Mac Morisset was a teenager living outside of New York City on that fateful day when everything changed in September of 2001. He knew he wanted to do his part to defend the country he loved, and years later he found his opportunity in the infantry of the U.S. Army.
So did life on the front lines mean this longtime bodybuilder had to give up his dreams of an elite physique? Definitely not, as his numerous appearances on We Mirin' attest. This shredded beast lifts hard and heavy, and already looks every inch the pro. His time will come.
If you've been looking for a program and meal plan that fit with a strict military schedule, look no further!
You were only 14 on 9/11, living in New York City. Can you tell us about that time in your life?
When the events happened I was at first very afraid. I really didn't understand why anyone would do something so devastating to innocent people. But as I watched the news more and more, I learned why the events took place. It made me angry. That's when I kinda knew I'd serve one day. I wanted vengeance for my country.
You spent some time in college before you enlisted. What did those years mean to you?
I attended [the] State University of New York at Morrisville. I played two years of Division III football, and majored in information technology. I attended the university for three years. I did not graduate because of financial reasons, and returned home for a few years. I attended a community college close to home while working a full-time job.
As bodybuilding became a bigger part of me, I lost interest in information technology, and it led me to change my major to exercise science. I did a few semesters as a part-time student, then enlisted in the Army in April 2012. I now attend school online at American Military University while I serve in the military. I love school, I just wish I had been in exercise science years ago when I finished high school.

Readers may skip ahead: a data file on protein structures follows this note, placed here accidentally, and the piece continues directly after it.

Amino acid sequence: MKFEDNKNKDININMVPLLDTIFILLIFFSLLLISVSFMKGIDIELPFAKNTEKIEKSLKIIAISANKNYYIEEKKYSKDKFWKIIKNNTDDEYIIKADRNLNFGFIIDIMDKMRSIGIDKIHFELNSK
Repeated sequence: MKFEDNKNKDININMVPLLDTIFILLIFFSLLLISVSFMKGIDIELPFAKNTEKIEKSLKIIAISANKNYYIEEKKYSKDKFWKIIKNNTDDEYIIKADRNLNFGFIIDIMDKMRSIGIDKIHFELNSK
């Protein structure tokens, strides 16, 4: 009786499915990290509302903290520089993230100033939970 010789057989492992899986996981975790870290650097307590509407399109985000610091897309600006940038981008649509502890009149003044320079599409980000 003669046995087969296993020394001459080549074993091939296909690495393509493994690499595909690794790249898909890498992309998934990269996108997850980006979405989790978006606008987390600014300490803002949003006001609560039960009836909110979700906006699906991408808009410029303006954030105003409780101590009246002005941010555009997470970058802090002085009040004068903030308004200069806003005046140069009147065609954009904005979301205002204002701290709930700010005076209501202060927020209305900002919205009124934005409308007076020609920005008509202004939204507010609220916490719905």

How did you get started in bodybuilding?
I played football for about 10 years, so I knew a little about lifting. After quitting football in college, I continued to lift after football, so it was an easy transition for me.
What inspired you to join the military, and what are your duties?
I always loved the military growing up. I used watch G.I. Joe with my older brother when we were young boys. But what really inspired me to enlist in the military were the events that took place on September 11, 2001. I'm a New York native, and 13 years ago I lived about 20 miles from New York City.
I have many duties as an 11B—aka infantryman. I must be ready to defend our country in peacetime, and to capture, destroy, and repel enemy ground forces during combat. Our duties as infantrymen are as follows: Perform as a member of a fire team during drills and combat; aid in the mobilization of vehicles, troops and weaponry; and assist in reconnaissance missions.
What is the hardest part of making the transition from civilian life to military life?
For me, the hardest part of making the transition is that military life is 24/7. Workday hours are always different. Sometimes your workday can last up to 24 hours, and you always have to prepare yourself for days like that. Days like that can throw your training and diet off track.
How did your tours of duty change the way you look at fitness?
In my position as an infantryman in the United States Army, it is extremely important for me to be physically fit. Sometimes we are required to lift or carry hundreds of pounds of equipment.
Overall, my bodybuilding lifestyle translates well to my job as an infantryman. It mentally and physically prepares me for some of the hardships of an infantryman.
What is the biggest obstacle in leading a military lifestyle?
The biggest obstacle is trying to balance my bodybuilding and my military lifestyle, because my job often has me doing field training, which often takes time—anywhere from a couple days to a few weeks. The on-duty training takes me away from training at the gym and, more importantly, takes me away from having a healthy diet.
There was a lot I had to sacrifice so I could take my fitness seriously. I stopped eating candy and fast food. I completely gave up partying and drinking, and had to spend less time with family and friends. It was hard at first, giving up those things, but in my mind I told myself it was what I had to do this if I wanted to be successful.
What are your future bodybuilding plans?
To become the best natural bodybuilder I can be. It would mean the world to me to earn my pro card. It's my number one goal.
Who are your favorite bodybuilders?
What tip would you give other bodybuilders in the military?
Stay disciplined and consistent, and you are guaranteed success.